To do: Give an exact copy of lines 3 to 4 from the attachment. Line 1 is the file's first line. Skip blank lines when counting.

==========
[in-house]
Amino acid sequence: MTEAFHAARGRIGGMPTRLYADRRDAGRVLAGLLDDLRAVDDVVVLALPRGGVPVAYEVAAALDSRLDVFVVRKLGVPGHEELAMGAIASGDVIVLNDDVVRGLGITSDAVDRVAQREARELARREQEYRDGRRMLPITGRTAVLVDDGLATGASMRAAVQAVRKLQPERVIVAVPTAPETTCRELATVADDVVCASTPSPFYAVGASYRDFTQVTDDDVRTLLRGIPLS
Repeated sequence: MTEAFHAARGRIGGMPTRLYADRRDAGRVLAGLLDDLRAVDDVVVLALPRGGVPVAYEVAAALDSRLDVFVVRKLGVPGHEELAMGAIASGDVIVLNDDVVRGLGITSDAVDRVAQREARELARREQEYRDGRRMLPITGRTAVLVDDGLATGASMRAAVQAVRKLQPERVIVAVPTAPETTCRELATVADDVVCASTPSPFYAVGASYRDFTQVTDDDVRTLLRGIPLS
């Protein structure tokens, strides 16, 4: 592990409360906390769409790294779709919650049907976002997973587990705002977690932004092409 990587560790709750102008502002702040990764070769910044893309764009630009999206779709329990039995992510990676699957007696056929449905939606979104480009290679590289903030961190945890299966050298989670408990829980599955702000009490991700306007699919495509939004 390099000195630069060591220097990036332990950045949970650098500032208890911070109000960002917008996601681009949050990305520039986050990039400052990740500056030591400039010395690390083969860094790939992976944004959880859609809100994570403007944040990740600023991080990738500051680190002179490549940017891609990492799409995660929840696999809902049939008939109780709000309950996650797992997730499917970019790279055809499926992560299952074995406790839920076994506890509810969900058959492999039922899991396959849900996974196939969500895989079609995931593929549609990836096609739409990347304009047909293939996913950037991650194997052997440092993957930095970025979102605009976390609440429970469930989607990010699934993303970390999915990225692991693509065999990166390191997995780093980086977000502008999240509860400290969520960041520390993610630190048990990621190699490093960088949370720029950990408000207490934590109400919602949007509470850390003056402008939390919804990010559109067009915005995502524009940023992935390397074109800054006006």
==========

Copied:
Repeated sequence: MTEAFHAARGRIGGMPTRLYADRRDAGRVLAGLLDDLRAVDDVVVLALPRGGVPVAYEVAAALDSRLDVFVVRKLGVPGHEELAMGAIASGDVIVLNDDVVRGLGITSDAVDRVAQREARELARREQEYRDGRRMLPITGRTAVLVDDGLATGASMRAAVQAVRKLQPERVIVAVPTAPETTCRELATVADDVVCASTPSPFYAVGASYRDFTQVTDDDVRTLLRGIPLS
């Protein structure tokens, strides 16, 4: 592990409360906390769409790294779709919650049907976002997973587990705002977690932004092409 990587560790709750102008502002702040990764070769910044893309764009630009999206779709329990039995992510990676699957007696056929449905939606979104480009290679590289903030961190945890299966050298989670408990829980599955702000009490991700306007699919495509939004 390099000195630069060591220097990036332990950045949970650098500032208890911070109000960002917008996601681009949050990305520039986050990039400052990740500056030591400039010395690390083969860094790939992976944004959880859609809100994570403007944040990740600023991080990738500051680190002179490549940017891609990492799409995660929840696999809902049939008939109780709000309950996650797992997730499917970019790279055809499926992560299952074995406790839920076994506890509810969900058959492999039922899991396959849900996974196939969500895989079609995931593929549609990836096609739409990347304009047909293939996913950037991650194997052997440092993957930095970025979102605009976390609440429970469930989607990010699934993303970390999915990225692991693509065999990166390191997995780093980086977000502008999240509860400290969520960041520390993610630190048990990621190699490093960088949370720029950990408000207490934590109400919602949007509470850390003056402008939390919804990010559109067009915005995502524009940023992935390397074109800054006006």